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Best Compression Spiral for 1/2" Baltic Birch

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Forum topic by wilschroter posted 01-29-2022 12:26 PM 584 views 0 times favorited 6 replies Add to Favorites Watch
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wilschroter

205 posts in 1978 days


01-29-2022 12:26 PM

Curious what folks here are using for cutting (no dados) 1/2” Baltic Birch? I’m cutting on an Axiom Pro if that makes any difference.


6 replies so far

View DS's profile

DS

4103 posts in 3873 days


#1 posted 02-01-2022 05:22 PM

A solid carbide 2 flute spiral compression bit will be very durable for this purpose.
I prefer 1/2” diameter compression cutters as they seem to outperform the 3/8” diameter cutters I’ve used, although, on your machine, the 3/8” bit will probably never “max out” the chip removal capacity of the bit.

You can get a 2 flute spiral compression bit that has about 3/16” on the up cut, which will work fine with 1/2 Baltic Birch.

You can get chipper/finishers and all kinds of special cutters, but the smaller CNC routers will not be able to take advantage of them properly. Those ‘fancier’ bits are nearly all designed to clear wood chips faster to allow high speed cutting.
Unless you are cutting above 600 IPM, those bits will not be worth the extra expense. (I’ve run them at 1100 IPM personally)

There are a few name brands and some coated bits that claim longer life (I’ve never achieved even 25% of the claimed performance with those, btw.), but, I’ve had good results from nearly all the ‘generic’ solid carbide bits as well.

-- "Hard work is not defined by the difficulty of the task as much as a person's desire to perform it.", DS

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JAAune

2133 posts in 3770 days


#2 posted 02-01-2022 05:56 PM

Vortex 3010 1/4”dia 1-flute is what we use.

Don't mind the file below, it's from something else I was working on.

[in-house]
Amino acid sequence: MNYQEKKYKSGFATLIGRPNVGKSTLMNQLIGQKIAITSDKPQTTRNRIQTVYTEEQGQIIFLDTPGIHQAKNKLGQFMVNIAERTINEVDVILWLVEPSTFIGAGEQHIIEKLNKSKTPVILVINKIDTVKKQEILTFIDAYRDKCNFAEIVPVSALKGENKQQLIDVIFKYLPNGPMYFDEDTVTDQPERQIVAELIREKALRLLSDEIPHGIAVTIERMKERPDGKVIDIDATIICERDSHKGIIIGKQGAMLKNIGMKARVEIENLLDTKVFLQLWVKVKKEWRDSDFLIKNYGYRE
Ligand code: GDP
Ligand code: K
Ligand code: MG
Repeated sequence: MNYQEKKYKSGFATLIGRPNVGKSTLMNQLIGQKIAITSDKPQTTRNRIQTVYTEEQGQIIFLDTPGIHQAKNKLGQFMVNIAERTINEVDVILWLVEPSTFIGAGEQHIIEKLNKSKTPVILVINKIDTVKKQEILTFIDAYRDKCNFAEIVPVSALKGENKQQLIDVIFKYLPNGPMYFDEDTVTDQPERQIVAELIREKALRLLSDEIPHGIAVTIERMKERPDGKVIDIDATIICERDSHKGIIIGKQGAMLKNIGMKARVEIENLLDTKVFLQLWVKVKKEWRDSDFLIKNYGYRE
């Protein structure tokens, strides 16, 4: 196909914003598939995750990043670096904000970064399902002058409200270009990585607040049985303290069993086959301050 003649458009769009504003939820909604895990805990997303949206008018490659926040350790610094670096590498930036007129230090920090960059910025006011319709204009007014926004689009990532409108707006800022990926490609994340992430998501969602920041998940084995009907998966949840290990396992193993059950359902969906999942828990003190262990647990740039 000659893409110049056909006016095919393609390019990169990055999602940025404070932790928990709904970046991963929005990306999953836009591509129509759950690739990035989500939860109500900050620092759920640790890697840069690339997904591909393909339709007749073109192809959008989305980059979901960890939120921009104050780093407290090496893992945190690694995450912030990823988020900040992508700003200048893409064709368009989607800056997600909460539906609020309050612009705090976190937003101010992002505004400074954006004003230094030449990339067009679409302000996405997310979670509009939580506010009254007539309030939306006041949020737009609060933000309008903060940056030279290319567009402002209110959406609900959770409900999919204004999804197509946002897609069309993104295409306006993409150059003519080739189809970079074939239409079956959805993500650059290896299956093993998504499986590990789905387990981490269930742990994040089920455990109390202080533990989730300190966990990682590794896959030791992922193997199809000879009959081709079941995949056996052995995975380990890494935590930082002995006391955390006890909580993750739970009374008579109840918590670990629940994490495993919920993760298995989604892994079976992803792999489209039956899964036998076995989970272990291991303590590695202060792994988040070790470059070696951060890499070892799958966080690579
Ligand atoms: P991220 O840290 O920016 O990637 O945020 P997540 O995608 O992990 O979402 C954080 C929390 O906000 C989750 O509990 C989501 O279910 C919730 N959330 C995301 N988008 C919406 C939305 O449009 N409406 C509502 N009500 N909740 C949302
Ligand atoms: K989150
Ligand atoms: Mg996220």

Since our older CNC with an under-powered spindle doesn’t do well cutting past 300ipm (usually cuts 220-250ipm) the single flute runs cooler.

-- See my work at http://altaredesign.com

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DS

4103 posts in 3873 days


#3 posted 02-01-2022 11:37 PM

+1
A two flute bit at those lower speeds (<250 IPM) will tend to run warmer, especially when turning into a sharp corner where it stops to change direction.

A single flute bit makes total sense there, I’ve just never had an occasion to use, or need, one.
I suppose I’ve been spoiled by the larger industrial machines.

-- "Hard work is not defined by the difficulty of the task as much as a person's desire to perform it.", DS

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JAAune

2133 posts in 3770 days


#4 posted 02-02-2022 01:28 AM

Yes, the 1-flute bits are a life-saver for weak CNC machines. We used to run a PC 892 router and Vortex 1230 2-flute upcut bits would break constantly. The single flute version lasted several times as long.

-- See my work at http://altaredesign.com

View wilschroter's profile

wilschroter

205 posts in 1978 days


#5 posted 02-02-2022 11:36 AM

JAAune – what’s considered a weak CNC machine?

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JAAune

2133 posts in 3770 days


#6 posted 02-02-2022 02:55 PM

Any CNC that can’t run fast enough (due to under-powered spindle, small steppers, flex in the frame/chatter, etc.) to cut at the bit manufacturer’s recommended chipload. If the bit calls for .010” chipload and the spindle is running at 15,000rpm, ipm = .01×15,000 x (# of flutes). So 300ipm for a 2-flute and 150ipm for a 1 flute.

In our case, we’re using the Vortex 3010 at 220ipm in Appleply or baltic birch and roughly 17,000rpm. Chipload is around .013” which is on the high end of Vortex’s recommendation for soft plywood.

-- See my work at http://altaredesign.com

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